If You Make a Partial Payment: In certain states if you make a partial payment on a debt, or even make the promise of making a payment in the future, the debt is “revived” and the clock on the statute of limitations resets, meaning now debt collectors can sue to you to get the rest of the full amount of the debt.
If You Pay Off the Debt: In the event you decide to pay off the debt in full, you can request a signed form or letter from the collection agency before making any promise to pay off the debt. The letter should state that the entire debt is being settled and that the amount agreed upon will release you of any further obligation to the debt. It is also possible to ask for a “pay on delete” agreement, which asks the debt collection agency to erase the negative report from your credit report upon payment. A template form requesting this option is available here.
Lastly, although it is against the law for a debt collector to sue you for a time-barred debt, they may not actually know that it is time-barred. Never just ignore any court summons you receive, even if you know the statute of limitations on a debt has expired. Ignoring a lawsuit can result in a judgment against you and a debt collector may be able to collect funds from you. Consult a lawyer immediately and show up to all scheduled court dates. Providing a validating document or proof of the last time you paid a debt that shows it is in a time-barred status can often result in the case being dismissed.
Michael Rapp of the Consumer Legal Clinic said debtors should know a lawyer might not be as expensive as they think:
“In many cases, Consumer Protection Lawyers won’t charge you money to take your case. Consumer protection laws have what are called ‘fee shifting provisions’ in them. It means that the company that is violating your rights has to pay your lawyer. Effectively making your representation free. The laws provide not only for the consumer’s legal fees, but stiff penalties for debt collectors that don’t follow the law. Those penalties are paid to the consumer. So for example, if a debt collector sends a consumer a letter or calls them trying to get them to pay a debt they don’t owe, the consumer may be entitled to $1000. If it screws up their credit report, that is even more money.”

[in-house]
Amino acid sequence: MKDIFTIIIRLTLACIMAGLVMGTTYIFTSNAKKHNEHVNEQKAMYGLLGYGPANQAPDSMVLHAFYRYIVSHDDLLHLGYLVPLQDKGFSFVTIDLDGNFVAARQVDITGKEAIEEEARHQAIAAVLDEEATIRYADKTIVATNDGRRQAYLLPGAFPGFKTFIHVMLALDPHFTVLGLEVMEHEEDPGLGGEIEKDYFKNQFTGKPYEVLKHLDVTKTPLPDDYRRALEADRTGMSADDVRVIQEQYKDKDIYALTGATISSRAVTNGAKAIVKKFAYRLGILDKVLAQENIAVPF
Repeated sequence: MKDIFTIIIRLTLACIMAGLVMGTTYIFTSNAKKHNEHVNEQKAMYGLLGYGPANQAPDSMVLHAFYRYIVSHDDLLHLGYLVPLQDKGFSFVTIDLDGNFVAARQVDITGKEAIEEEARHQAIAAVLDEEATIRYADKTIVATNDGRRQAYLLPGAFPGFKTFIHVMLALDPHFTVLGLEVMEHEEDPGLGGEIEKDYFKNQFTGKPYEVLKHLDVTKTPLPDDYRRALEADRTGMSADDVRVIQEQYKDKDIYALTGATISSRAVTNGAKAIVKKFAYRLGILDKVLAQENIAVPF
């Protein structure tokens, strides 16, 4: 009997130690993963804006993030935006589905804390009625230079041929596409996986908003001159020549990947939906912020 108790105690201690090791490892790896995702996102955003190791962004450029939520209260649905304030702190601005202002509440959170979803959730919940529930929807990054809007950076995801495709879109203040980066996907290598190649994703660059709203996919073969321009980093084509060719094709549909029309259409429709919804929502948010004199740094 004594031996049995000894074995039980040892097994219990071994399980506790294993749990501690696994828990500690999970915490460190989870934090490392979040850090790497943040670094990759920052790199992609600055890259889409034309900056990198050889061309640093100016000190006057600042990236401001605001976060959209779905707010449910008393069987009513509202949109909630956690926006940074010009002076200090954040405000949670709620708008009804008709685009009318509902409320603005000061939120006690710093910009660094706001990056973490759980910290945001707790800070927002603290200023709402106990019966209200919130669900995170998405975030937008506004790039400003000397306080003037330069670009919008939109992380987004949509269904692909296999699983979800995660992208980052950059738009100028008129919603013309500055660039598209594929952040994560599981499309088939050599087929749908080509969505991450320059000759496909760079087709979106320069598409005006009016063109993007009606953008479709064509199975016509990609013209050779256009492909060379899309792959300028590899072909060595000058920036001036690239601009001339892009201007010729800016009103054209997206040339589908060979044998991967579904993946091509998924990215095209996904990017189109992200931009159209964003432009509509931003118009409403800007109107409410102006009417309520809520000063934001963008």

Robert Lax, an attorney at Lax LLP, had this to say:
“After the request for validation is made, the collector may not take further action to collect the debt until the validation information is provided. Additionally, the consumer’s written response to the collector may also state that he or she disputes the debt. A consumer may assert a dispute to the debt over the phone, but it is better practice to do so in writing. This dispute must be noted by the collector if the debt is reported to a credit bureau. Once the validation information and original creditor identity is established, the consumer should be in a good position to assess the legitimacy of the asserted debt, including whether the statute of limitations may have run. It is a violation of the FDCPA to attempt to collect a debt that is over the statute of limitations. A consumer can in any case demand that the collector cease calling them, or direct communications only to their attorney—the demand should done in writing—and a debt collector not honoring such a demand would violate the FDCPA.”
Ines Mato, public relations and social media coordinator for Consolidated Credit Counseling Services, had this recommendation:
“If you are not aware of your debt, the first step is to check if you have debts in the three credit agencies (Experian, TransUnion and Equifax). Don’t start asking questions to debt collectors or assuming they are correct. If you keep talking to them, they may try to intimidate you or convince you to pay. If debt collectors keep contacting you, the second step would be to ask them to send you proof of your debts in writing.”
Phone calls about debt image via Shutterstock